Glenn Beck’s comments about social justice last week made the blog rounds earlier this week, and the reaction has been somewhat predictable. Some ignore it; some eat it up; others are ready to condemn it. Here’s what started it all:
I beg you, look for the words ‘social justice’ or ‘economic justice’ on your church website. If you find it, run as fast as you can. Social justice and economic justice, they are code words. Now, am I advising people to leave their church? Yes! …
If you have a priest that is pushing social justice, go find another parish. Go alert your bishop and tell them, “Excuse me are you down with this whole social justice thing?” If it’s my church, I’m alerting the church authorities: “Excuse me, what’s this social justice thing?” And if they say, “yeah, we’re all in that social justice thing”–I’m in the wrong place.
Later on his TV show (left), Beck held up cards, one with a hammer and sickle and other with a swastika, and on each banner, he said, read the words ‘social justice.’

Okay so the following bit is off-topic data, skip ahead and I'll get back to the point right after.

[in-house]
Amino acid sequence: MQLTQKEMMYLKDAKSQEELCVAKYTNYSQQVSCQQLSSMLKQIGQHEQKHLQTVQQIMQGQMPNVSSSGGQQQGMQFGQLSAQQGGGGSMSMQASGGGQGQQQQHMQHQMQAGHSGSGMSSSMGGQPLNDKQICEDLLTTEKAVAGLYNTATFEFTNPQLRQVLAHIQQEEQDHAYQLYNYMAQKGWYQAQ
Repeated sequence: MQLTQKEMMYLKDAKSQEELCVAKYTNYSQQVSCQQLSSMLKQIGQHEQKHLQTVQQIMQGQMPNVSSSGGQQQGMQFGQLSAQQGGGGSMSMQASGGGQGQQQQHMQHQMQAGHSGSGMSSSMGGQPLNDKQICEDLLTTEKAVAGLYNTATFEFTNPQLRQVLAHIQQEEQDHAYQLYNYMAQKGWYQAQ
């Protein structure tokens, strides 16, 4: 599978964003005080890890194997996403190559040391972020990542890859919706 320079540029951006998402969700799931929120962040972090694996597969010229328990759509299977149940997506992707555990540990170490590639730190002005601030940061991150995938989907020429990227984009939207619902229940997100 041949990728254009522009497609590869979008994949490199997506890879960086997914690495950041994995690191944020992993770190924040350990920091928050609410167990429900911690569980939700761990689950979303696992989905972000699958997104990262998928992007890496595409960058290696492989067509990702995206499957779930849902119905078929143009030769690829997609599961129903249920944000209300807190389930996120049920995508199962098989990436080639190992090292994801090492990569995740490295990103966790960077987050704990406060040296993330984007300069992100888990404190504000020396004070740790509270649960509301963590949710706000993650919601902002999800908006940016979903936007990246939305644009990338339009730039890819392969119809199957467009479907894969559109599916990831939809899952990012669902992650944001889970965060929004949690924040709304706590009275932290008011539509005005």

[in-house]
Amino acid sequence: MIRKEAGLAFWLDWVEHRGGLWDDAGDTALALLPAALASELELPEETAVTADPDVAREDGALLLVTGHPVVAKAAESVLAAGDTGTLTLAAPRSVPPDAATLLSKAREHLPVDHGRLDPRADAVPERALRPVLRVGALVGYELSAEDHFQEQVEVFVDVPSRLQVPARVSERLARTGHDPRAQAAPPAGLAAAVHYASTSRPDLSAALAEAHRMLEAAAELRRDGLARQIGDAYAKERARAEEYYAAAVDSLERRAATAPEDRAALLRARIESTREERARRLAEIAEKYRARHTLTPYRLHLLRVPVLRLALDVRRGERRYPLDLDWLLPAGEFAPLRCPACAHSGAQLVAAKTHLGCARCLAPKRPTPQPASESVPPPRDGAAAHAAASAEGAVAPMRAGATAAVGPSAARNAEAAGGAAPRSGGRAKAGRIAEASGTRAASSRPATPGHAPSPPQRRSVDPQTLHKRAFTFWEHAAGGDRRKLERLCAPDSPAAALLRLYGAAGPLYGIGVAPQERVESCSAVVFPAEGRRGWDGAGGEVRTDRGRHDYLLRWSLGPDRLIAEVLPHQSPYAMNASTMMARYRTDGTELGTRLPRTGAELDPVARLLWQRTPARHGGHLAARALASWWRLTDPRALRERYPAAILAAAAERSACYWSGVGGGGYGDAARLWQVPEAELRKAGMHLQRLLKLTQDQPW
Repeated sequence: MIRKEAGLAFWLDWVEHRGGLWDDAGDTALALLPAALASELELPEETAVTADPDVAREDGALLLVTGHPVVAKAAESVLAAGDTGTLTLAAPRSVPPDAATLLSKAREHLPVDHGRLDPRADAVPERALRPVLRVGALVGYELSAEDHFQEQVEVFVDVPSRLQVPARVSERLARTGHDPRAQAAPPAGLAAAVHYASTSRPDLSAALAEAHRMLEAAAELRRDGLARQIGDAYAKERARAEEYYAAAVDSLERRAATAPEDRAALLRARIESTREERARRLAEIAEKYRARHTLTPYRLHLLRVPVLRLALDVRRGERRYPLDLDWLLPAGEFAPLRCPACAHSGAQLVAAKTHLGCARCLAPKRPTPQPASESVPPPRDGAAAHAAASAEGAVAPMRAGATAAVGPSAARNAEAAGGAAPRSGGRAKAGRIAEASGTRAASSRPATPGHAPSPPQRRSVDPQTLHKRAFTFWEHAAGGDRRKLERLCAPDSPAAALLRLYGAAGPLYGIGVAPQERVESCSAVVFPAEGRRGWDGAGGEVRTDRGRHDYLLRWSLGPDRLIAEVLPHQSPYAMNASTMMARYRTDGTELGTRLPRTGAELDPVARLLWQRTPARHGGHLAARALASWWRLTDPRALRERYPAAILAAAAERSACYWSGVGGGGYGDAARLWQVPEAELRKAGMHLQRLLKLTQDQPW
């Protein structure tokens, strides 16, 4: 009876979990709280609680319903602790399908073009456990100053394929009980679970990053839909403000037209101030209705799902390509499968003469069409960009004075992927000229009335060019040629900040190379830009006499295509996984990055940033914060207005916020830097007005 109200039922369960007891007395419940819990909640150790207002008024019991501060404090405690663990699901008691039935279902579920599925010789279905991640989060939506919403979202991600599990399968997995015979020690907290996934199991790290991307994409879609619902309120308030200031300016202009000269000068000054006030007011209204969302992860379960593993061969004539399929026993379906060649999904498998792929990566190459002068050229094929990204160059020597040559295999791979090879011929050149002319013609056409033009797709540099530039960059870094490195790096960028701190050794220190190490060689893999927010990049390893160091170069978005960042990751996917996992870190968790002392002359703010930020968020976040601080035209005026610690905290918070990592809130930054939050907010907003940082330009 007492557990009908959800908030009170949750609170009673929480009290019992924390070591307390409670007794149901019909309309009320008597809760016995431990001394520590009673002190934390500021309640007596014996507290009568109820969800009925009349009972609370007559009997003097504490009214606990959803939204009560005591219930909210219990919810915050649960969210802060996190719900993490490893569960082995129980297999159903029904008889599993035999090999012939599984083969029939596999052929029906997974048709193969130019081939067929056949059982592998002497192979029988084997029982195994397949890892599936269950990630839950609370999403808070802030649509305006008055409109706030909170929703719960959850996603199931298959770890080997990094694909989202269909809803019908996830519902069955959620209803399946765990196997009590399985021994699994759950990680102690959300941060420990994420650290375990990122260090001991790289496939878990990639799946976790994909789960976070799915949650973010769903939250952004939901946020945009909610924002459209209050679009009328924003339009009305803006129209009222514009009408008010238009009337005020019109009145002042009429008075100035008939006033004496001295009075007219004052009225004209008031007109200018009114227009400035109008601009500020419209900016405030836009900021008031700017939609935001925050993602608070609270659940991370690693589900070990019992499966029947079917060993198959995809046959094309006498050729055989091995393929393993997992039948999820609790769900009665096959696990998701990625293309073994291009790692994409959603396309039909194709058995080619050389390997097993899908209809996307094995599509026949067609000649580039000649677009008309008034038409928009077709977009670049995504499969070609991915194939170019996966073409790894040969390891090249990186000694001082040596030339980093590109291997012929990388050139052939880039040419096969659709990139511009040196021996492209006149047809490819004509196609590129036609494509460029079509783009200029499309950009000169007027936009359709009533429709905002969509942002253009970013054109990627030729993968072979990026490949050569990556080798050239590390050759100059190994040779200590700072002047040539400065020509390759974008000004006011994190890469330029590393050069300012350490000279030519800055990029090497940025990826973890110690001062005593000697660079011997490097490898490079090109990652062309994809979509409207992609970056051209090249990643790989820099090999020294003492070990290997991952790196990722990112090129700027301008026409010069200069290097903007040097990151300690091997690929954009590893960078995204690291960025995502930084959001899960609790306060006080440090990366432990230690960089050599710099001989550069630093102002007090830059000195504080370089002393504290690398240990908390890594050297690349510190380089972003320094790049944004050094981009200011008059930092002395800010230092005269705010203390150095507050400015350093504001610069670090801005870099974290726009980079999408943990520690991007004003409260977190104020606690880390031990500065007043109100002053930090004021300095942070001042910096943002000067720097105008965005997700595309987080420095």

The New York Times article “Outraged by Glenn Beck’s Salvo, Christians Fire Back” makes the sweeping generalization that Christians are firing back at Glenn Beck when in reality (drumroll please) Jim Wallis is calling for a boycott. I can’t help but wonder if we’d ever see a headline like “Christian Leader Calls for Rachel Maddow Boycott.” I doubt it, but then again, a story like that wouldn’t be that shocking. Likewise, this article’s angle is predictable and falls flat. Take a look:
This week the remarks prompted outrage from several Christian bloggers. The Rev. Jim Wallis, who leads the liberal Christian antipoverty group Sojourners, in Washington, called on Christians to leave Glenn Beck.